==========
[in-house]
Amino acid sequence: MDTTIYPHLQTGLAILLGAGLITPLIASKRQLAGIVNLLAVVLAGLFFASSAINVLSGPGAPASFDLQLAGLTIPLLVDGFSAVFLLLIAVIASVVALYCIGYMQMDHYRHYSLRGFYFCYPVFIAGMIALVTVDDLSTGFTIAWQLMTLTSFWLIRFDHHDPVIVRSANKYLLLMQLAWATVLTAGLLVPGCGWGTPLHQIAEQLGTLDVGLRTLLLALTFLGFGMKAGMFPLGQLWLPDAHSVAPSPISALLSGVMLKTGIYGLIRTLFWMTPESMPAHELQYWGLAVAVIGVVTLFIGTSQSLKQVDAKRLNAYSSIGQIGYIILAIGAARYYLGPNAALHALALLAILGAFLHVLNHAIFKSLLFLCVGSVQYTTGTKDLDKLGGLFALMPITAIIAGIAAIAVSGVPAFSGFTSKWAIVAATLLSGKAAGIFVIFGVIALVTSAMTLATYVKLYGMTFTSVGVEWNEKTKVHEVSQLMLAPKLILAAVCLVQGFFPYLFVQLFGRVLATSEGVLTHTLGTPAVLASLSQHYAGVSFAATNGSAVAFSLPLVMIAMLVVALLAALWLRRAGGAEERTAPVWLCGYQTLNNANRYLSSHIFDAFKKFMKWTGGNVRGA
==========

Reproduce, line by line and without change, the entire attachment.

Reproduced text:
[in-house]
Amino acid sequence: MDTTIYPHLQTGLAILLGAGLITPLIASKRQLAGIVNLLAVVLAGLFFASSAINVLSGPGAPASFDLQLAGLTIPLLVDGFSAVFLLLIAVIASVVALYCIGYMQMDHYRHYSLRGFYFCYPVFIAGMIALVTVDDLSTGFTIAWQLMTLTSFWLIRFDHHDPVIVRSANKYLLLMQLAWATVLTAGLLVPGCGWGTPLHQIAEQLGTLDVGLRTLLLALTFLGFGMKAGMFPLGQLWLPDAHSVAPSPISALLSGVMLKTGIYGLIRTLFWMTPESMPAHELQYWGLAVAVIGVVTLFIGTSQSLKQVDAKRLNAYSSIGQIGYIILAIGAARYYLGPNAALHALALLAILGAFLHVLNHAIFKSLLFLCVGSVQYTTGTKDLDKLGGLFALMPITAIIAGIAAIAVSGVPAFSGFTSKWAIVAATLLSGKAAGIFVIFGVIALVTSAMTLATYVKLYGMTFTSVGVEWNEKTKVHEVSQLMLAPKLILAAVCLVQGFFPYLFVQLFGRVLATSEGVLTHTLGTPAVLASLSQHYAGVSFAATNGSAVAFSLPLVMIAMLVVALLAALWLRRAGGAEERTAPVWLCGYQTLNNANRYLSSHIFDAFKKFMKWTGGNVRGA